Hello! How are you? How do I write a character that is very smart bookwise and has good ideas, but doesn’t have common sense/acts very silly?Atlas
That’s a wonderful question. The key is to identify exactly what areas are a weakness for your character.
A common and useful distinction is to have a character that is well-read but low on experience. They may have a great understanding of how everything works in theory, but they aren’t great at coming up with practical solutions or adjusting their ideas to fit the current situation.
- Your character might recognize a sickness can be cured by a specific herb, but that’s not useful because no one has the herb. Later, the character might realize many people actually do have the herb, but naturally they don’t call it by the scientific name, they have a local name for it.
- They might tell people to put structures on stilts to keep them above the water during floods, but the local ground is too soft for structures using stilts to stay upright.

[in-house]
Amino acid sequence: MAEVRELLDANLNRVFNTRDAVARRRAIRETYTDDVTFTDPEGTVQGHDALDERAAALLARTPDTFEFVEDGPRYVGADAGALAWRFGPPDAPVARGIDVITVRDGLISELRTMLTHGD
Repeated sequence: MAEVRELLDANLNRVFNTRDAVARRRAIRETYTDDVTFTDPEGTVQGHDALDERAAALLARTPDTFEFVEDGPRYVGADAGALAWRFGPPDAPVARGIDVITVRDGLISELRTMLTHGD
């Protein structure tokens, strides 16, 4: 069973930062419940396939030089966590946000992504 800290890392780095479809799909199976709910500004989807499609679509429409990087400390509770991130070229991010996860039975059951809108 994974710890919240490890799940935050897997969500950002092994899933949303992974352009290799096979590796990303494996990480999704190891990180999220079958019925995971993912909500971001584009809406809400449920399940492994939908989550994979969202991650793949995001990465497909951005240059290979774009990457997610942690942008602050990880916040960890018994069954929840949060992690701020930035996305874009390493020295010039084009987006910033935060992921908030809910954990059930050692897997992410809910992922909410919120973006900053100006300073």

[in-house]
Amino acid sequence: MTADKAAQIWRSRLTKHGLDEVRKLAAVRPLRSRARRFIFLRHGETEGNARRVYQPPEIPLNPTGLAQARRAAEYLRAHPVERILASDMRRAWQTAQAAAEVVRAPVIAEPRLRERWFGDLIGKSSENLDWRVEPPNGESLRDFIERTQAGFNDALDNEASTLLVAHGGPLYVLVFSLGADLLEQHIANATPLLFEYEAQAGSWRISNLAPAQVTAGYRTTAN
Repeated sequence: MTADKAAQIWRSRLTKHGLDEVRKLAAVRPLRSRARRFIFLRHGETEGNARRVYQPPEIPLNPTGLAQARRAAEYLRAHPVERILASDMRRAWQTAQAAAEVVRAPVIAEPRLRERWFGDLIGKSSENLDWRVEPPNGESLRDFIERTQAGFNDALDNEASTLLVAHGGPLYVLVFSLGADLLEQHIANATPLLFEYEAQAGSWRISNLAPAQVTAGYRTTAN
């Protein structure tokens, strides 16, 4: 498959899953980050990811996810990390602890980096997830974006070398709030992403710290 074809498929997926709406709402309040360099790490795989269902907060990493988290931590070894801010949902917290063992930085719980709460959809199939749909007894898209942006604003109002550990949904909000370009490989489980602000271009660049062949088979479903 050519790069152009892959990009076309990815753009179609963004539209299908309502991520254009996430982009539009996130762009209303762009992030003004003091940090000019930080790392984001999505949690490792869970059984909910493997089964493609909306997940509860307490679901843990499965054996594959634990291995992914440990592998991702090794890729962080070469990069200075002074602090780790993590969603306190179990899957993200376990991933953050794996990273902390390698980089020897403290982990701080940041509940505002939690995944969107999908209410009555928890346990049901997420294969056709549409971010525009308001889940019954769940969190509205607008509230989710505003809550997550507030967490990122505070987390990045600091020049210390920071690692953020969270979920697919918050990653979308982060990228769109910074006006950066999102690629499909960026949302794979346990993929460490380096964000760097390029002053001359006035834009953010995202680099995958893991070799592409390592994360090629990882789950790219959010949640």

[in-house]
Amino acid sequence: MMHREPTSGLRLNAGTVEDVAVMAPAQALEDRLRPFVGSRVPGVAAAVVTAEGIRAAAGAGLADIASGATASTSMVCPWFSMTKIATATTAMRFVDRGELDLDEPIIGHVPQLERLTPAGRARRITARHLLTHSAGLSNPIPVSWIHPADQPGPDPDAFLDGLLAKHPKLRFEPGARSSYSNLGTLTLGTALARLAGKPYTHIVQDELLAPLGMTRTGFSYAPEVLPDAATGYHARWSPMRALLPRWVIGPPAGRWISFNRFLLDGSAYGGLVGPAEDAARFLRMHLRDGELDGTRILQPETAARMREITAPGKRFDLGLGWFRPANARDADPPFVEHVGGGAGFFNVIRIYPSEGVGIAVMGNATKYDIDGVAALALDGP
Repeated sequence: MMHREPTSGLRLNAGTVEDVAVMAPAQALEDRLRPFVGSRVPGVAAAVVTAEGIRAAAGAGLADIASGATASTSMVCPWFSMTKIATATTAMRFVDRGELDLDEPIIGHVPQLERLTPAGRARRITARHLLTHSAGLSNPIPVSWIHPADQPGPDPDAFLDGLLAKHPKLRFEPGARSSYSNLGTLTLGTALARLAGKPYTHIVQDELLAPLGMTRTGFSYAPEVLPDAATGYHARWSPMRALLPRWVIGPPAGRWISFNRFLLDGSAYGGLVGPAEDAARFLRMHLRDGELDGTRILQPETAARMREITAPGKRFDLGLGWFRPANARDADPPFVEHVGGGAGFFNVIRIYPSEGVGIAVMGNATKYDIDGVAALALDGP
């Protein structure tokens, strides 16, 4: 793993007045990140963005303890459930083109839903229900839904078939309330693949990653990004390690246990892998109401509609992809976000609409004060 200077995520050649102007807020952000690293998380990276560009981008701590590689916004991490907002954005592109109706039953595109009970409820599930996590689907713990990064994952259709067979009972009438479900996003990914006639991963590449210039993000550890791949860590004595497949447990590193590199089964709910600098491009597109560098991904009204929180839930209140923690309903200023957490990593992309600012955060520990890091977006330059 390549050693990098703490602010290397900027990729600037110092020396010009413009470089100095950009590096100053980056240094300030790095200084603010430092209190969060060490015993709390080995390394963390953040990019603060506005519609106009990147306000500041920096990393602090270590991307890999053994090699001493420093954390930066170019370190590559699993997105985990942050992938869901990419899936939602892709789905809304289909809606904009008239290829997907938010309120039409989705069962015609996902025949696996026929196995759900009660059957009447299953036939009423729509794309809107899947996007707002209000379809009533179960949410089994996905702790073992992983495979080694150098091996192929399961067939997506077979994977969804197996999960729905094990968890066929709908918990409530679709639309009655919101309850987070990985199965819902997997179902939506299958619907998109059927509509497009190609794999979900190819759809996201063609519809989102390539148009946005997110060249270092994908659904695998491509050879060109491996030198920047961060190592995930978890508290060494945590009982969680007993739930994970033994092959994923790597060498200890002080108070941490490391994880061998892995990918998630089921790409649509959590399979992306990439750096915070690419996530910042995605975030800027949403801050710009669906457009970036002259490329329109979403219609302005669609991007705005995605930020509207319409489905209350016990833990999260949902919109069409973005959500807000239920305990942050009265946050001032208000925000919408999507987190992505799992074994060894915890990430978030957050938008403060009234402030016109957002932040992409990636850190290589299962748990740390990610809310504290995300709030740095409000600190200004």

- Perhaps some instruction they read sounds easy to do, but when they try it, it takes a full day of hard labor. At that rate, it might not work at a big scale.
Another option is to have a character that knows a lot but doesn’t have much in the way of social skills. Maybe they’ve been cloistered away while they were learning, and were never taught any etiquette or given exposure to other groups.
They might not know:
- What clothes to wear to formal events or how to address nobility.
- That they’re supposed to haggle when they go to the market instead of accepting the named price, much less what prices are reasonable.
- That many people in the city don’t know how to read like they do, causing them to make privileged and rude assumptions.
Ultimately, this approach comes down to uneven knowledge. If you focus on knowledge, you can get the effect you want without worrying about ableism.